MOON TOWNSHIP, Pa. — Robert Morris starting point guard Dante Treacy was named the NEC tournament Most Valuable Player following the Colonials’ 77-67 championship game win against Saint Francis on Tuesday night.
Over the three-game tournament, Treacy averaged 12.3 points – while shooting 65% — and dished out 5.7 assists per game. In the championship game, he scored a team-high 18 points and five assists, as he guarded first-team All-NEC foe, Isaiah Blackmon, on the other side of the court.
Treacy, not known for his scoring duties, made timely buckets all game, whether it was getting his “puppies organized” and confidently knocking in 3-pointers – making two of his four attempts — or crafting his way through the lane and finishing with his soft touch near the rim.
He has come up huge at the right time, but his journey to this point has not been as smooth the way he commands an offense.
Treacy, a 6-foot 170-pound sophomore, has averaged just 5.5 points and 3.1 assists in his first 64 games in a Colonials uniform. A season ago, during his freshman year, he played in 31 games, but didn’t get a starting nod once, and scored in double figures only twice all year.
He wasn’t thrilled with how he performed, but he didn’t feel sorry for himself. Instead, he responded by doing the only thing he knows. … And that’s by working hard.
“Guys just kept telling me to believe in myself,” Treacy said of his play coming into this season. “A lot of blood, sweat, and tears. I went home for the summer and just worked. I don’t think I took a day off. I worked with my brother, my pops, just doing what we did to get me here. We just stuck to that, and when I got (back) here, I worked even harder.”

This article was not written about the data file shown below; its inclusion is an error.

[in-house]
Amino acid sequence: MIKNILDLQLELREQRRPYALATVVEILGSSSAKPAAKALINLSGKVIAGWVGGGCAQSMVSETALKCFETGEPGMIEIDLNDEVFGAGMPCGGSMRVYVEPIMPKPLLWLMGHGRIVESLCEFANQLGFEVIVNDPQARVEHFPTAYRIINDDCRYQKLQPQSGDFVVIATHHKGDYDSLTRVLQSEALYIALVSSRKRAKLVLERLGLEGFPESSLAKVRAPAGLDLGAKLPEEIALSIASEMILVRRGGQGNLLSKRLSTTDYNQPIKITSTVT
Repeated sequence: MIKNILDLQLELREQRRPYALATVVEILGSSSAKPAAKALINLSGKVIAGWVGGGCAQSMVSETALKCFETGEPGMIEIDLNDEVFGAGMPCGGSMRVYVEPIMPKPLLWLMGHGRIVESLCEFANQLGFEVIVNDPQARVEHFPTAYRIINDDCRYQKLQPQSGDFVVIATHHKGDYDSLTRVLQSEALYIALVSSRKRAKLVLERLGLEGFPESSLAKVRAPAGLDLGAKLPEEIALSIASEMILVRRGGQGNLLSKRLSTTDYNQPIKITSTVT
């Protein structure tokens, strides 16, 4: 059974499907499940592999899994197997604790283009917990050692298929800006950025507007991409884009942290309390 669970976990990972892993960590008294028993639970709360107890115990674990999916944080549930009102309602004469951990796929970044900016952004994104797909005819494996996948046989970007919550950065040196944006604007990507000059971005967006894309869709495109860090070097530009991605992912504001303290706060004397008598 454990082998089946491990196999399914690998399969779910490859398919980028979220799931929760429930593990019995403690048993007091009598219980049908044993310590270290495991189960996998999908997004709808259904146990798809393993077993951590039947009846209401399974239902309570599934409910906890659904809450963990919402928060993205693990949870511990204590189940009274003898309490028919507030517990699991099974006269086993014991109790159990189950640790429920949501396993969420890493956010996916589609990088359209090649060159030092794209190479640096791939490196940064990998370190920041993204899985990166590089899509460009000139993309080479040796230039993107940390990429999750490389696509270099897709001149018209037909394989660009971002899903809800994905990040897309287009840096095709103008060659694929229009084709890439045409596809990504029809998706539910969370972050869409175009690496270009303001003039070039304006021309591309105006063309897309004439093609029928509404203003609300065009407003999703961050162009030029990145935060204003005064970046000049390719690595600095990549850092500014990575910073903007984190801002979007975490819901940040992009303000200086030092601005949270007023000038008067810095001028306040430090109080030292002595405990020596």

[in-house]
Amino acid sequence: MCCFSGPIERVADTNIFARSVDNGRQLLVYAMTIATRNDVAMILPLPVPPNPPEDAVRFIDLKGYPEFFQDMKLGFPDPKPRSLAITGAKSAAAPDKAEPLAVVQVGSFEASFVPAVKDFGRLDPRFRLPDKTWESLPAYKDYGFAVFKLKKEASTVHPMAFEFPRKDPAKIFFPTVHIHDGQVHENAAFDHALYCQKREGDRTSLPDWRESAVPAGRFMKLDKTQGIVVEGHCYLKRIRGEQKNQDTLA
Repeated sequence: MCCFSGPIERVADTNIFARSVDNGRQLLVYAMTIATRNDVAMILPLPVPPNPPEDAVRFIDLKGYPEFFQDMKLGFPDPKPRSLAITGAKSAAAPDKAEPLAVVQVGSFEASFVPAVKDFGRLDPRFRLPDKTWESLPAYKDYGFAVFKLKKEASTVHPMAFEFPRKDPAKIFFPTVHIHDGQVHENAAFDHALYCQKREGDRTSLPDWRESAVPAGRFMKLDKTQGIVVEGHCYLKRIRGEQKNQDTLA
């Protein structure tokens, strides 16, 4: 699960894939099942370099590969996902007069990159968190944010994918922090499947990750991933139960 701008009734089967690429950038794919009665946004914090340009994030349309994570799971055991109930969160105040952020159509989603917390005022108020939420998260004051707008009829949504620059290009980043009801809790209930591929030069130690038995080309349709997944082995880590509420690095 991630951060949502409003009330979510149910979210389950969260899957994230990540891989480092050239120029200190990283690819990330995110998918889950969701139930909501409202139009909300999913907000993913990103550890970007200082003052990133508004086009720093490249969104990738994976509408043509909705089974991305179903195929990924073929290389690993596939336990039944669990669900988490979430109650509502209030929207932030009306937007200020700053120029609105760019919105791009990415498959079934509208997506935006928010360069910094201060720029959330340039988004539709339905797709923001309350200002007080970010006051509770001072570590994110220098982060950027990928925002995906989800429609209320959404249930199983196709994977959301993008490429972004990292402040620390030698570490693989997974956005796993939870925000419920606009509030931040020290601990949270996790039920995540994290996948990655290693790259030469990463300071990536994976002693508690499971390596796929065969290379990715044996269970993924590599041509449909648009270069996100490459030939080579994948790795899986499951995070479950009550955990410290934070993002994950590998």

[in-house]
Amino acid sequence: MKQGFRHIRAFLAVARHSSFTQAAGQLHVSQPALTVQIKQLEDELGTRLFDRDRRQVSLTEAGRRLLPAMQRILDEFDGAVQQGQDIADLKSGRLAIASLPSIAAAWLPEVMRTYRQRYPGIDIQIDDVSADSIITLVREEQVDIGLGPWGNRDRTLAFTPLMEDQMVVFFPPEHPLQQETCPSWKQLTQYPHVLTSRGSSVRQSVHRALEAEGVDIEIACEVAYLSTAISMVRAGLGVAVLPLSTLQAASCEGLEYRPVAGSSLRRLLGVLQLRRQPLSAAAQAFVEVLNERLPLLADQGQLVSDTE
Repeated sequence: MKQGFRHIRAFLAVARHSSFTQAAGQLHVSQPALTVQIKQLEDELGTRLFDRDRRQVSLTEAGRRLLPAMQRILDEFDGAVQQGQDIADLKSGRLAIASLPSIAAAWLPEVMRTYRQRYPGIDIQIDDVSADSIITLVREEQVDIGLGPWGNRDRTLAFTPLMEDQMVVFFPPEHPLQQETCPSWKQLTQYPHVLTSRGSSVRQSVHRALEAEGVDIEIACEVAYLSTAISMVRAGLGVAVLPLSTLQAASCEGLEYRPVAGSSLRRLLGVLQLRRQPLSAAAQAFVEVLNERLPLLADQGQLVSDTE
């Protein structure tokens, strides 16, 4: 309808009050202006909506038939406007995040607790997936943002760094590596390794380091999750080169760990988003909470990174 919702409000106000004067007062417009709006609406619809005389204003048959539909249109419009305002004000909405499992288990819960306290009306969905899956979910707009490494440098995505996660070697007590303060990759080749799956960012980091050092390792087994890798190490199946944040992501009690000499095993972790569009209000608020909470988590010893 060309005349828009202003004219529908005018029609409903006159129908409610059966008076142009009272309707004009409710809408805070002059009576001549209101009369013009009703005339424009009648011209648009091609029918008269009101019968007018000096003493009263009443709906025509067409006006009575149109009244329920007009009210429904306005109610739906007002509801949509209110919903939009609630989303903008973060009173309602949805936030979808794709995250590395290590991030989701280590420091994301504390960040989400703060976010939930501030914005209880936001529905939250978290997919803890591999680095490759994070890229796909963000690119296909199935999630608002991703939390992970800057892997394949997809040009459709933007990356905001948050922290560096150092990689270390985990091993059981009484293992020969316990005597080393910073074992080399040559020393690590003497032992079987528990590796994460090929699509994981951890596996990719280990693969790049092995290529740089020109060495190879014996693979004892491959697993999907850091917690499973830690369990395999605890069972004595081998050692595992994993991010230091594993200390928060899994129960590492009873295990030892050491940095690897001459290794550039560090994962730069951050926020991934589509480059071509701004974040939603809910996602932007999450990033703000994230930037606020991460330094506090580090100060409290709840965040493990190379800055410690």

The results have been alarming, especially the latter half of this season.
The Orlando, Florida native plays with a different kind of flare than the average basketball player. Each time he sets up an assist, Treacy bends down to pick up that dime that he just dropped. That’s only one way to describe that said flare. With his relatively small stature, he uses his unique confidence, IQ, and will to win in order to stand out.
Oh, and one other word to describe Treacy: tough
Around the time Treacy committed to RMU in the summer of 2018, Colonials head coach Andy Toole pondered two questions to his assistant coach Mike Iuzzolino. Toole asked, “What do we think this guy’s (Treacy) cap is? What do we think he can become?”
Iuzzolino responded, “I don’t know, I just know he’s tough.”
Now, even with Treacy going from a player who could give some spot minutes off of the bench to one of the top contributors on an NCAA tournament team, it’s not a surprise to Toole at all.
“The game honors toughness, and he’s as tough as they come,” Toole added. “We weren’t talking in the summer about him being a starter and playing 30 plus minutes per game. Because of the way he works, because he’s always willing to do whatever it takes, opportunities and success follows that.
“He doesn’t back down; he’s locked in every day … He’s as rock-solid as they come.”
During the postgame press conference, Treacy shook his head in disbelief of what he had just experienced. All of his hard work had seemed to pay off once the final seconds ticked away on Tuesday night.
And like the rest of his teammates, Treacy jolted around the court beaming with excitement in the next seconds as the time on the game clock expired.
“I ran to the whole team,” Treacy added. “I chest bumped Sayveon (McEwen) at the end, and then I ended up hopping the gate and going to my family. Just embracing that moment with them.”
That moment will surely last forever, regardless of how the rest of Dante Treacy’s story is written.